Hunt for relatives of Hackney Gunners who fought at Somme 95 years ago

This year marks the 95th anniversary of one of the bloodiest battles of the First World War, and historians are trying to find out more about 198 men who were recruited in Hackney to join the war effort.

The men joined up at Hackney Baths in October 1915 and were to play a part in the Battle of the Somme which claimed the lives of 400,000 British soldiers, including 19,000 on the first day alone. Another 40,000 were injured.

In Hackney, recruits responded to their Mayor’s appeal to join the war and became the Hackney Royal Garrison Artillery 152nd Heavy Battery.

The soldiers trained at Larkhill in Hampshire and made the crossing to France in May 1916.

It was the first time most of them had ever left the country.


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One of the men who joined up was London typesetter Michael Holden, whose grandson Brian Eves has spent eight years researching the story of the Hackney Gunners.

They were sent behind the British front line at the small village of Mailly-Maillet, where they dug their four 60-pounder guns into deep gun pits.

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On June 24, they opened fire on the German lines, hoping to cut the barbed wire that would slow the progress of the charging British Tommies.

The battle started at 7.30am on July 1 when they targeted the German gun batteries.

The Battle of the Somme continued until November 1916 and the final death toll on both sides reached 980,000.

Of the Hackney Gunners, 23 were killed in action and were buried in France.

Most of them were in their early 20s and include Gunner James Knight, from Hackney, who was killed in action on September 17, 1918, and Bethnal Green-born Sgt Francis Wilkinson, who later lived in Hackney.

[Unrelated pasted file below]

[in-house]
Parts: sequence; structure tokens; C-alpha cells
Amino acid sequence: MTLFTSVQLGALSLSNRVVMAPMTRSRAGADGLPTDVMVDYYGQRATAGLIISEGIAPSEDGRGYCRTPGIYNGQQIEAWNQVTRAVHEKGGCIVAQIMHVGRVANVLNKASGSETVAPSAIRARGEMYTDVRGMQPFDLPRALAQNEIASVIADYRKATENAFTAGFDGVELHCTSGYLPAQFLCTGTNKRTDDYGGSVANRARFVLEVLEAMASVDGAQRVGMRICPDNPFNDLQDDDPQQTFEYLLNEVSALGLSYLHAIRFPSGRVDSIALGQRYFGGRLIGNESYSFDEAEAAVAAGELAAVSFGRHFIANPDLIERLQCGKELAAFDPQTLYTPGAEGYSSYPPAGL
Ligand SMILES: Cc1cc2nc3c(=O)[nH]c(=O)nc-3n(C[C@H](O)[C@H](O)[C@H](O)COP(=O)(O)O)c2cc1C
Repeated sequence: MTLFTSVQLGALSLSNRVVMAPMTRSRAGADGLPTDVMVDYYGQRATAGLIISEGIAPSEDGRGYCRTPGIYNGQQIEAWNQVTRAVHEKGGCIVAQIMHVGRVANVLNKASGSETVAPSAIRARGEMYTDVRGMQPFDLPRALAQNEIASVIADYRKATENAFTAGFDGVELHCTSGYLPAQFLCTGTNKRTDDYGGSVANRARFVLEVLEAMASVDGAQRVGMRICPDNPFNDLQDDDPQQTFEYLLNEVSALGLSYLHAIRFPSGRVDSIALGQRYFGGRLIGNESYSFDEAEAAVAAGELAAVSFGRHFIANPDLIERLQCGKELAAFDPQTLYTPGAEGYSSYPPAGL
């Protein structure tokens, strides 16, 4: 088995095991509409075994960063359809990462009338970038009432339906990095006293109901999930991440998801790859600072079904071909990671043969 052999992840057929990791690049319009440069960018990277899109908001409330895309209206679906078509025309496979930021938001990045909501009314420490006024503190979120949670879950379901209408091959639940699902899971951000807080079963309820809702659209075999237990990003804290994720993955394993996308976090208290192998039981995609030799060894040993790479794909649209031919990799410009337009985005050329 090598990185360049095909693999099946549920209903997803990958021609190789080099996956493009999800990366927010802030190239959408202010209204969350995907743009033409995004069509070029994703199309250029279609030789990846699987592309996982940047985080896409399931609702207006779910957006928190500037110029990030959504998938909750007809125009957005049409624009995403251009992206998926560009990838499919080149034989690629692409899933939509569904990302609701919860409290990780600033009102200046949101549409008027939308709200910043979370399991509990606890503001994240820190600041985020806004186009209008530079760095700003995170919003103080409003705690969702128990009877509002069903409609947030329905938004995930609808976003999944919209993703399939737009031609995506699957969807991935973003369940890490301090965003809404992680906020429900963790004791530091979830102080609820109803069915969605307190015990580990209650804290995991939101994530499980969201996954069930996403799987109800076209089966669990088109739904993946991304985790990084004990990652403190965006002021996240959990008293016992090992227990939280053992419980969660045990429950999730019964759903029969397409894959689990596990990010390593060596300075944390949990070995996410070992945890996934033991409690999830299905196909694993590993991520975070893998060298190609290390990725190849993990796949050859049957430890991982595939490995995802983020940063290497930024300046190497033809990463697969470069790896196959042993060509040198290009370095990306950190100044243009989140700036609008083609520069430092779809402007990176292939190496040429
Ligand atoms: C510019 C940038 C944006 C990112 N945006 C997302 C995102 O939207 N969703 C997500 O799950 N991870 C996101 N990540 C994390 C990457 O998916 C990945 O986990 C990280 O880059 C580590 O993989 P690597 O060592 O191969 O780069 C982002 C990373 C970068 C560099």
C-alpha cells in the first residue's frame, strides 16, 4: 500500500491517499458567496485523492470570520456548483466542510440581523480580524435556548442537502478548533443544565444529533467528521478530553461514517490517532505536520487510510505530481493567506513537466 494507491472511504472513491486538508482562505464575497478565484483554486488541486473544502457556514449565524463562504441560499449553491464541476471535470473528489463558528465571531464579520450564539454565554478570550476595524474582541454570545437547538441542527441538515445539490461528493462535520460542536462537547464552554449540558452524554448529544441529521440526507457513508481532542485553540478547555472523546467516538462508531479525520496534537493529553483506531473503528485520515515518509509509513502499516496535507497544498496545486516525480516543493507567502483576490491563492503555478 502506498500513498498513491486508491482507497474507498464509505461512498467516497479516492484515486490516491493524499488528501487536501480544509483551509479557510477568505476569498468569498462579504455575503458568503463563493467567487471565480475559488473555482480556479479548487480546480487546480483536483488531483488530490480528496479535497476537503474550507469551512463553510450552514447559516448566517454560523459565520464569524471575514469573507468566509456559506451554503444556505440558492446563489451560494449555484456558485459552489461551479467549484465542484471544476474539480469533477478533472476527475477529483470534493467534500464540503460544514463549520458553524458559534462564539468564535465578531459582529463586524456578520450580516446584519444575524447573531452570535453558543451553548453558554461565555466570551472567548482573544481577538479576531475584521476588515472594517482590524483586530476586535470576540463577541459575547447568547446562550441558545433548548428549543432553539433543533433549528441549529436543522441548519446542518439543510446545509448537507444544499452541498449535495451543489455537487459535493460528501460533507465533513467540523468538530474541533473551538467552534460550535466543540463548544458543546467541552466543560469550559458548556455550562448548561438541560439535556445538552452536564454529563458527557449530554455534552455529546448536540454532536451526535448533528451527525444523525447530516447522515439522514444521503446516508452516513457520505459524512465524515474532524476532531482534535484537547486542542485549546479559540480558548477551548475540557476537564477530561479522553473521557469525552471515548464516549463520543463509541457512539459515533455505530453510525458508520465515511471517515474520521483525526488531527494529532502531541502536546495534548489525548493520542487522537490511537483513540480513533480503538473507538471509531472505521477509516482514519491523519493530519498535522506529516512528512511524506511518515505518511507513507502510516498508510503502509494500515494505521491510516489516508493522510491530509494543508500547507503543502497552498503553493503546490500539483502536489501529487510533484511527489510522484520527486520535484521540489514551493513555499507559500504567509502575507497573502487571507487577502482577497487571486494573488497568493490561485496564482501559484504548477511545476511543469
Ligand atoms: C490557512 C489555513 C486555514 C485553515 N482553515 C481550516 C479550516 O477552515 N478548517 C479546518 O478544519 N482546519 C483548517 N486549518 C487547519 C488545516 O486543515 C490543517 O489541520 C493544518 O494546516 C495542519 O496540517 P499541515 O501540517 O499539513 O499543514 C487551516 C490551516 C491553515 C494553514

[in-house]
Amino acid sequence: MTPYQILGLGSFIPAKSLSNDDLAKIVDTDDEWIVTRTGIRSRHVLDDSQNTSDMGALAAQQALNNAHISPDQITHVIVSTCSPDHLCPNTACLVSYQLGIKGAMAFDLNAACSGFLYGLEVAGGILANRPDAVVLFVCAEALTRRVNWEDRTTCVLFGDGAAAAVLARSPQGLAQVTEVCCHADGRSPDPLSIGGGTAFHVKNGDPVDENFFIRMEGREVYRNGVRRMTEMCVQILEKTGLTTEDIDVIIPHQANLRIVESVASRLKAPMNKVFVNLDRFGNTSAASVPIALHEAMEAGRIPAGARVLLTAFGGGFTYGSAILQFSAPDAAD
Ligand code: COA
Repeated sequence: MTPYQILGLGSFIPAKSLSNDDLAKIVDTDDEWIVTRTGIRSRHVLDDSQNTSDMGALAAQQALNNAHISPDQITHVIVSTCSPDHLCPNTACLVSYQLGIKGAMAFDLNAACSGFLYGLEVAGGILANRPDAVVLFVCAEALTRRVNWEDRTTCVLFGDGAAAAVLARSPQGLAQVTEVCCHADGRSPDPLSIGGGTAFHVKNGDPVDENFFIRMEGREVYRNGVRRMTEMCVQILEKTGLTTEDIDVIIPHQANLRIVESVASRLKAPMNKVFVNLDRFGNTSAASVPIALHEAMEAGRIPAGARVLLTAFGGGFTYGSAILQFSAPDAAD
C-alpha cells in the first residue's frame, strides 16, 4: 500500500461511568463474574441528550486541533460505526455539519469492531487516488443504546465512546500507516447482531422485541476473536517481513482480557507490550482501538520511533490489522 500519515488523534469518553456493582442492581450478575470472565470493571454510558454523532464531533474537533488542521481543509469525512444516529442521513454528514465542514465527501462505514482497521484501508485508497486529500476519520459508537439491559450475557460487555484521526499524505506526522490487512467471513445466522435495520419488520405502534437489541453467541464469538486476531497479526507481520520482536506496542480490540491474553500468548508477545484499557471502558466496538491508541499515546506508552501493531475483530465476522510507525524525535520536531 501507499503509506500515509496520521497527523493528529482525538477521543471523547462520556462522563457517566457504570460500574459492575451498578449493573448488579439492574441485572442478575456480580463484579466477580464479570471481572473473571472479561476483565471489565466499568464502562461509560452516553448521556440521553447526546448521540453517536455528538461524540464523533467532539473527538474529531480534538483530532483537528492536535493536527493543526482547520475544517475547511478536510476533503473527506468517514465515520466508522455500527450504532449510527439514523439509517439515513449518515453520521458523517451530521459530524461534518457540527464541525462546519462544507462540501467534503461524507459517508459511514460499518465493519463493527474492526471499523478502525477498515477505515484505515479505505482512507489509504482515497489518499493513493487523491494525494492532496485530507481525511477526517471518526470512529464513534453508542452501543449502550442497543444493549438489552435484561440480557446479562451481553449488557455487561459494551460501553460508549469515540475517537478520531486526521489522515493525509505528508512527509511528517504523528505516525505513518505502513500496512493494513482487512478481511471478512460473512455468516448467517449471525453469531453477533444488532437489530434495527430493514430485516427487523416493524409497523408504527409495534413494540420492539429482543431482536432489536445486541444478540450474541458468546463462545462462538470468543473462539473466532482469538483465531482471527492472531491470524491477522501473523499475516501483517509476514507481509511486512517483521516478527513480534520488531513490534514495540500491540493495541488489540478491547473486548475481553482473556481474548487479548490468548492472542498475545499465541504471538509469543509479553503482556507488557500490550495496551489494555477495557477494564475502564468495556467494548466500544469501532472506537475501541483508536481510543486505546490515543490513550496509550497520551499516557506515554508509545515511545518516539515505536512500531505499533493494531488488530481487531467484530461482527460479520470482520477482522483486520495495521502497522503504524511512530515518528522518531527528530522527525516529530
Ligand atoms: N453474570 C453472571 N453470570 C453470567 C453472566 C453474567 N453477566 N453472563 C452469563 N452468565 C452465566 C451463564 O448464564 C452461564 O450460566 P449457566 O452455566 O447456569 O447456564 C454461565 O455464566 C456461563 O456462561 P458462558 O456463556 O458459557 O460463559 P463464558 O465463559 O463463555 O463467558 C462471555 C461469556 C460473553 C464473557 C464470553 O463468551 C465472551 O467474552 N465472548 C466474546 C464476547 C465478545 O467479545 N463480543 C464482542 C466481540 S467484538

Sgt Wilkinson died of his wounds, aged 22 or 23, in 1918, and was also buried in France.

Mr Eves has made the pilgrimage to visit Gunner Knight’s grave in France together with those of the other men who died in action during the conflict and he has meticulously collected photographs of each soldier’s resting place and discovered their military and medal records.

He hopes that other relatives will be able to help provide photos and piece together other parts of the story and has shared his grandfather’s story which he has pieced together from the records.

City typesetter Michael Holden enlisted at Hackney Baths just a month after his 25th birthday.

He worked in Holborn and responded to the Mayor of Hackney’s call for arms along with men from all over London and joined the queue to sign up at the baths in Lower Clapton Road.

The people of Hackney had raised funds to send the soldiers overseas.

Gunner Holden was wounded in France but returned for a second tour. The six men in front of him in the queue to enlist were killed but he survived the war and returned to the print works, never talking about his experiences to his two children.

But some 90 years after the Somme, his grandson Brian Eves decided to uncover his story and that of his pals.

Mr Eves, who is a retired fire protection officer, said: “I remember him from when I was about four, lying on a couch at his home in Tottenham. He died quite young and had chest problems like many of the men who served in the war.”

Armed with just a photograph with a service number, he has uncovered the medical, medal and burial records of many of the Hackney Gunners and is keen to share them with their descendants.

He is currently studying a map of the trenches and the position of the Hackney Gunners during the Battle of the Somme.

He said: “The Hackney Gunners were firing shells three miles away. I would like to find out who was under them when the barrage was going on – the men who had to go over the top or ‘hop the bags’ as they called it.”

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